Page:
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Home > General > Reviving the left in Pakistan | Yasser Latif Hamdani

Reviving the left in Pakistan | Yasser Latif Hamdani

17 November 2014

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Daily Times, November 17, 2014

Whether one disagrees with the programme and solutions put forth by the left for organising society or not, there is no denying that the existence of a credible left wing in a country’s politics is essential for a political balance in national discourse. Even otherwise it is the left wing in any country that produces its intellectual and cultural voices and creates that very important space for dissent and alternative points of view. The absence of the left not only deprives a country of people’s movements in the long run but also has profound effects in terms of art, music, culture and other forms of expression. A country that cannibalises the left, as we did in the late 1970s and the 1980s, sees a narrowing of the secular space and erosion of reason. This is because the left intellectual is — unlike the right wing ideologue — always ready to engage in dialectics to resolve a question or a dispute. Once dialectics go out the window, so does all sense of decency, discourse and, subsequently, peace. There was a strong tradition of the left from the beginning in Pakistan. The Communist Party of India endorsed the creation of Pakistan and sent (perhaps naïvely) comrades to Pakistan to help usher in a socialist state, but there were more serious attempts as well.

In the early years after the creation of Pakistan, Pakistani politics began to undergo the inevitable process of realignment. The left wing within the Muslim League, comprising of Mian Iftikharuddin and Maulana Bhashani broke away to form their own parties. Mian Iftikharuddin formed the Azad Pakistan Party while Maulana Bashani founded the Pakistani Awami Muslim League in conjunction with Hussain Shaheed Suhrawardy, another former Leaguer. Suhrawardy was decidedly a pro-west politician and that led to a break between Suhrawardy and Bhashani. The Awami Muslim League went on to become the secular Awami League after several iterations.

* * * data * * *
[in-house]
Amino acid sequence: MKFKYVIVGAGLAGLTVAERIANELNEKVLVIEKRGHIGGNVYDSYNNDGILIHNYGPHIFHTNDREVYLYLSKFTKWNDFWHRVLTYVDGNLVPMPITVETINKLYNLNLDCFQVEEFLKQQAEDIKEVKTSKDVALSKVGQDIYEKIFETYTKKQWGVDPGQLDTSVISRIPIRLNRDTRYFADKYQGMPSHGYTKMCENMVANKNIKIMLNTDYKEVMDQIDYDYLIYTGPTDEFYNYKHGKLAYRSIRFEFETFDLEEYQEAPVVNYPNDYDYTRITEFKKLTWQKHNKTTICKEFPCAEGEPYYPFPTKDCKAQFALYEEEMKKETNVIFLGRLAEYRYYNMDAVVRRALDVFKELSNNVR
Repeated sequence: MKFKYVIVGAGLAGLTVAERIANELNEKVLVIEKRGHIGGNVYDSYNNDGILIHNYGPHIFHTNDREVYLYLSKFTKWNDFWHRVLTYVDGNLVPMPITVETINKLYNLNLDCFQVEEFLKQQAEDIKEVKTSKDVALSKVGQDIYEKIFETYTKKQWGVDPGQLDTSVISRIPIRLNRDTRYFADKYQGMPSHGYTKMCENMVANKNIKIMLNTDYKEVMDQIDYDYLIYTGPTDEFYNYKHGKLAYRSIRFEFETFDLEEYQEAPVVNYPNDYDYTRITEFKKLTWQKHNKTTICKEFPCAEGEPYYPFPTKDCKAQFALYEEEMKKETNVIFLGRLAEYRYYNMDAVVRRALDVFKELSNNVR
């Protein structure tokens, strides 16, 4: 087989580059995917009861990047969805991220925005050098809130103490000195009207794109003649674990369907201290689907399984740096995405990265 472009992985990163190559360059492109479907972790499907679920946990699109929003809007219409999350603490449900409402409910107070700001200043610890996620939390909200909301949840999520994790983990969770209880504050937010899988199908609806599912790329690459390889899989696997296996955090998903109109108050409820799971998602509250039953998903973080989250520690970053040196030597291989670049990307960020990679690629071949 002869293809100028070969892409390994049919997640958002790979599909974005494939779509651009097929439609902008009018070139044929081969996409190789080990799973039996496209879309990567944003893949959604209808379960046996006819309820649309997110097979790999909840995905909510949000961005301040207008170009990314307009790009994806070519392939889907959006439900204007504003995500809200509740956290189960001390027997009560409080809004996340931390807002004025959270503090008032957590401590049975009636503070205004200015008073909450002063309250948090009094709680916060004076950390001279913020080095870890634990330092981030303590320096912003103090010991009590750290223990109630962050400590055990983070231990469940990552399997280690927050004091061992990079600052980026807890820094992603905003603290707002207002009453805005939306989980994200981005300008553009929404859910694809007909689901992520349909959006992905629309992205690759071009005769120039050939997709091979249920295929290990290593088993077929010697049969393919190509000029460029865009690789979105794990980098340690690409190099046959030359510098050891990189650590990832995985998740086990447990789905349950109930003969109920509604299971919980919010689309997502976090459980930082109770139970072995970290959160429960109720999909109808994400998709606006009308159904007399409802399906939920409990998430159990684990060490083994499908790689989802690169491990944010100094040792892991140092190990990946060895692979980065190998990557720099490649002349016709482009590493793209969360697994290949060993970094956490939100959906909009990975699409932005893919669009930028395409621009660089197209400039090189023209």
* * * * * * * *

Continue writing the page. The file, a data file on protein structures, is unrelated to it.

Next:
Another political party that emerged over this time was Ganatantri Dal, a secular, left political party formed by former Muslim League stalwart and General Secretary Mahmud Ali. Meanwhile Bhashani joined hands with Mian Iftikharuddin’s Azad Pakistan Party and pro-Congress Khudai Khidmatgars of Bacha Khan as well as Abdul Samad Achakzai from Balochistan to form a new party called the National Awami Party (NAP). This party became the big tent party for the left. Bacha Khan’s brother, Dr Khan Sahib, meanwhile joined hands with Iskandar Mirza and the establishment to form the Republican Party. The Muslim League itself was reduced to mere husk and a decidedly centre-right party after its left wing began to reorganise elsewhere. The NAP and parties from across the spectrum came together to support Fatima Jinnah’s unsuccessful candidacy in 1964.